Figure 1: The mast cell and mast cell chymase expressions were studied in the gingival tissues. The cells with metachromatic reaction (arrows) in connective tissue of (a) control; (b) DIGO tissues (toluidine blue, ×400). Enzyme histochemical expression of mast cell chymase in (c) control; (d) DIGO tissues (×400). Chymase positive mast cells are numerous in the DIGO tissues.
Figure 2: mRNA expression of mast cell chymase in gingival samples obtained from patients with DIGO, patients with periodontitis, and normal healthy subjects (control). Total RNA was isolated, and RT-PCR was performed using gene-specific primers. β-Actin was used as the internal control for PCR. Each bar gives the mean ± SE of ten cDNA samples. versus control.

MCs may have some role in connective tissue turnover [20], and they accelerate the migration and proliferation of fibroblasts in vitro [21]. In fact, MCs can affect the fibroblast’s functional behavior and, consequently, the fibrosis process by releasing preformed mediators, such as histamine, proteoglycans, proteolytic enzymes, newly formed mediators, and fibrogenic cytokines like platelet-derived growth factor and basic fibroblast growth factor [20, 22]. The secreted enzyme chymase from MCs has been demonstrated to induce fibroblast proliferation and collagen type 1 synthesis [23]. The culture of MCs and fibroblasts results in fibroblast proliferation, which is modulated by direct cell-cell contact [24]. Our previous study demonstrated the existence of intrinsic gingival renin angiotensin system (RAS) components as well as augmented angiotensin II (Ang II) expression in gingival fibroblast cells treated with CsA [25]. The question posed by the current investigation is that how the local RAS contributes to the remodeling in DIGO. The results of the current investigation suggest that localized increases of Ang II in DIGO tissues appear to be due to an increased mast cell density and chymase-mediated Ang II production compared to control. Although the development of fibrosis has been directly attributed to increased Ang II, a study by Nurmenniemi et al. [14] supported our finding that mast cells are involved in gingival fibrosis. This was also demonstrated in a study by de Almeida et al. [26] in which they found that incubation of cardiac fibroblasts with mast cell supernatant produced an inhibition of fibroblast migration, altered integrin-receptor expression, and induction of collagen and MMP synthesis.

4. Conclusion

Conclusively, based on the aforementioned findings, MCs may play some roles in the formation of CsA-induced gingival overgrowth, and these findings suggest that early prevention of mast cell degranulation and/or inhibition of chymase may serve as potential pharmacologic interventions to prevent subsequent gingival remodeling contributing to the development of DIGO.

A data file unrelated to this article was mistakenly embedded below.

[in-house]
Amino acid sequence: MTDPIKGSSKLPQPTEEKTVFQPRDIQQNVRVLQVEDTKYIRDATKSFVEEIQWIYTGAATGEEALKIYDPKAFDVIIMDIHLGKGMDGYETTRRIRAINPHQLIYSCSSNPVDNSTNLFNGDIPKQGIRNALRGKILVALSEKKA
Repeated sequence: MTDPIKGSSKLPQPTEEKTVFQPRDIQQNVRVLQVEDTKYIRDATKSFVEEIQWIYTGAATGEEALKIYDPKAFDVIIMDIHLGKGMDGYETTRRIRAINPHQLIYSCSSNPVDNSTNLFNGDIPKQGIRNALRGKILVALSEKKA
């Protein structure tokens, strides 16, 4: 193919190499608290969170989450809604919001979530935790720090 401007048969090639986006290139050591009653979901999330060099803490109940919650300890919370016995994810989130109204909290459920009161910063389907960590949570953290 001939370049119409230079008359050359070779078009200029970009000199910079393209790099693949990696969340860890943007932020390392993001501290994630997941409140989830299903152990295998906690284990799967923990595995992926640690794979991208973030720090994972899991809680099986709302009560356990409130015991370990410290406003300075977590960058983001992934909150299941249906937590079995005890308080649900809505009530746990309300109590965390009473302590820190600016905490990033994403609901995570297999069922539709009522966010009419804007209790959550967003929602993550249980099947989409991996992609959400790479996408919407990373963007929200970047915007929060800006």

Conflict of Interests

The authors declare that they have no conflict of interests.


  1. L. J. Walsh, “Mast cells and oral inflammation,” Critical Reviews in Oral Biology and Medicine, vol. 14, no. 3, pp. 188–198, 2003. View at Publisher · View at Google Scholar · View at Scopus
  2. G. Nilsson, J. J. Costa, and D. D. Metcalfe, “Mast cells and Basophils,” in Inflammation: Basic Principles and Clinical Correlates, J. I. Gallin and R. Snyderman, Eds., pp. 97–117, Lippincott Williams & Wilkins, Philadelphia, Pa, USA, 3rd edition, 1999.
  3. S. Tamilselvan, R. Vidhya, S. K. Yeap, and N. B. Alitheen, “Influence of mast cell in drug induced gingival overgrowth,” Mediators of Inflammation, vol. 2013, Article ID 275172, 8 pages, 2013. View at Publisher · View at Google Scholar
  4. K. Masatoshi, K. Junichi, S. Yasuo, and N. Toshihiko, “Drug-induced gingival overgrowth—a review,” Biological and Pharmaceutical Bulletin, vol. 28, no. 10, pp. 1817–1821, 2005. View at Publisher · View at Google Scholar · View at Scopus
  5. S. Nishikawa, T. Nagata, I. Morisaki, T. Oka, and H. Ishida, “Pathogenesis of drug-induced gingival overgrowth. A review of studies in the rat model,” Journal of Periodontology, vol. 67, no. 5, pp. 463–471, 1996. View at Scopus
  6. T. M. Hassell and A. F. Hefti, “Drug-induced gingival overgrowth: old problem, new problem,” Critical Reviews in Oral Biology and Medicine, vol. 2, no. 1, pp. 103–137, 1991. View at Scopus
  7. R. A. Seymour, J. S. Ellis, and J. M. Thomason, “Risk factors for drug-induced gingival overgrowth,” Journal of Clinical Periodontology, vol. 27, no. 4, pp. 217–223, 2000. View at Scopus
  8. E. Varga, M. A. Lennon, and L. H. Mair, “Pre-transplant gingival hyperplasia predicts severe cyclosporin-induced gingival overgrowth in renal transplant patients,” Journal of Clinical Periodontology, vol. 25, no. 3, pp. 225–230, 1998. View at Scopus
  9. S. Tamilselvan, S. N. Raju, D. Loganathan, S. Kamatchiammal, G. Abraham, and R. Suresh, “Endothelin-1 and its receptors ET(A) and ET(B) in drug-induced gingival overgrowth,” Journal of Periodontology, vol. 78, no. 2, pp. 290–295, 2007.
  10. K. K. Inenaga, M. Hara, K. Higuchi et al., “Gene expression of cardiac mast cell chymase and tryptase in a murine model of heart failure caused by viral myocarditis,” Circulation Journal, vol. 67, no. 10, pp. 881–884, 2003. View at Publisher · View at Google Scholar · View at Scopus
  11. S. E. Jones, R. E. Gilbert, and D. J. Kelly, “Tranilast reduces mesenteric vascular collagen deposition and chymase-positive mast cells in experimental diabetes,” Journal of Diabetes and its Complications, vol. 18, no. 5, pp. 309–315, 2004. View at Publisher · View at Google Scholar · View at Scopus